Hard to Fit Contacts

Hard to Fit Contact Lenses - From Your Optomertist in Fair Oaks

If you've always had trouble wearing contact lenses, your prescription may fall under the category of "hard to fit." This doesn't mean that you can't successfully wear contact lenses. At Swan Family Optometry, we have a wide variety of patients who have unusual prescriptions, and we've successfully fit them with contacts. Having a hard to fit prescription simply means we have to pay close attention to the shape of your eye so that we craft a lens in the right shape for your prescription.

woman applying contact lens

Contact Lens Examinations With Our Eye Doctor

Once you're finished with your traditional eye examination to determine your vision correction prescription, our eye doctor in Fair Oaks will measure the height and width of your eyeball, as well as its curvature, to determine the exact size and shape of your personal contact lens prescription. During this examination, she might discover different shapes to your eye or other irregularities that can make your eyes hard to fit. Some of the more common problems we see are:

  • Keratoconus, where the cornea becomes thinner, allowing the inner portion of the eye to bulge outward
  • Dry eyes
  • Astigmatism
  • Presbyopia
  • Post surgery such as LASIK

Our Fair Oaks Optometrist Can Help With Hard to Fit Contact Lenses

Depending on the shape of your eyes and your particular prescription problem, our doctor can prescribe different types of lenses to improve your eyesight. If you have keratoconus, she'll look to giving you rigid gas permeable lenses, scleral lenses, or even piggybacking contact lenses. These will avoid excess irritation on the sensitive front part of your eye.

If you've got astigmatism, toric lenses may be the best option for you. These lenses have different prescriptions on different parts of the lens, and are specially made to stay aligned with your eye.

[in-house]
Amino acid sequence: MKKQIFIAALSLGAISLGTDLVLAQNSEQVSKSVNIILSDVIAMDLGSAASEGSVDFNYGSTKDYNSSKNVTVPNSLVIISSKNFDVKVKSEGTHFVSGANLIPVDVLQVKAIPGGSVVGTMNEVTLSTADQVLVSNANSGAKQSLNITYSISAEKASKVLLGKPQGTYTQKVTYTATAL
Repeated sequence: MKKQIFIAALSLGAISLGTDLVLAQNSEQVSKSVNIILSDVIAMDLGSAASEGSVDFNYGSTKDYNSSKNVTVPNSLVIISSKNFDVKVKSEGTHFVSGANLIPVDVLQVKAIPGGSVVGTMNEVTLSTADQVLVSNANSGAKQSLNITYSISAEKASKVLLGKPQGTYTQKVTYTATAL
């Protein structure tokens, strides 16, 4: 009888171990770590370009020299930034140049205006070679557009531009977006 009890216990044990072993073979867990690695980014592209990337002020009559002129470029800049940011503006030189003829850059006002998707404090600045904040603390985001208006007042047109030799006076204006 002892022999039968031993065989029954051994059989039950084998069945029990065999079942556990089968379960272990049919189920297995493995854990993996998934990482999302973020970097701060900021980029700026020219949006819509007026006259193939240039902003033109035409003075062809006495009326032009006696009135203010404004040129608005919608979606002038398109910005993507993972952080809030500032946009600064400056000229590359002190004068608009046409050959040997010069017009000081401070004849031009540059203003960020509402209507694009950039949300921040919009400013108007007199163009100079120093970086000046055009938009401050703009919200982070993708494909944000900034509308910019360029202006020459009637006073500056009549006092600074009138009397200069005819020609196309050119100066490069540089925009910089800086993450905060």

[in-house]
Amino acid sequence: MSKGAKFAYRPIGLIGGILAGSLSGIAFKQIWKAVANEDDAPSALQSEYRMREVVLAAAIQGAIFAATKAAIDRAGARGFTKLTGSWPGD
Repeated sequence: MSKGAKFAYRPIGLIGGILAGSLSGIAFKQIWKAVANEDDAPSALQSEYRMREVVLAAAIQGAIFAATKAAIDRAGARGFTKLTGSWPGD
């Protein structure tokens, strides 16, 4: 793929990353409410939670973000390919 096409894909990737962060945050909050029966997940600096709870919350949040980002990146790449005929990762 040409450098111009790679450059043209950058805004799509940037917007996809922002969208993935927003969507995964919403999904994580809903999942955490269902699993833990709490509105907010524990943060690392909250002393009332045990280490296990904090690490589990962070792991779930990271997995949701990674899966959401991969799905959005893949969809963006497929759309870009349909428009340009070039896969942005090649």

Chronic dry eye is a growing problem with adults. Our Fair Oaks optometrist generally advises special soft contact lenses that retain more moisture than other types, for greater comfort while wearing.

It may seem odd to need contact lenses after LASIK surgery, but the procedure isn't always perfect. You may have gotten close to perfect vision, but not quite. Or you may, as many others do, suffer from excess glare after your eyes have healed. We can prescribe the right contact lenses after your surgery to give your vision the finishing touches it needs.

See Our Optometrist in Fair Oaks

If you've always wanted to wear contact lenses but were told you weren't a good fit, our optometrist in Fair Oaks can make a difference in your life. Call our office at 916-966-6080 today to make an appointment, and we'll get you on your way to comfortable contact lens vision.

Exclusive Offer

New private-pay patients receive 25% OFF eyewear on the first visit if you mention this ad!

Office Hours

Monday:

9:00 am-4:00 pm

Tuesday:

10:00 am-5:45 pm

Wednesday:

8:30 am-6:45 pm

Thursday:

8:30 am-6:45 pm

Friday:

8:30 am-5:45 pm

Saturday:

9:00 am-1:45 pm

Sunday:

Closed

Location

Testimonials

  • "Very professional, thorough, helpful, informative and friendly. Great service. Highly recommend."
    A Google User - Fair Oaks, CA

Featured Articles

Read up on informative topics

  • Frequently Asked Questions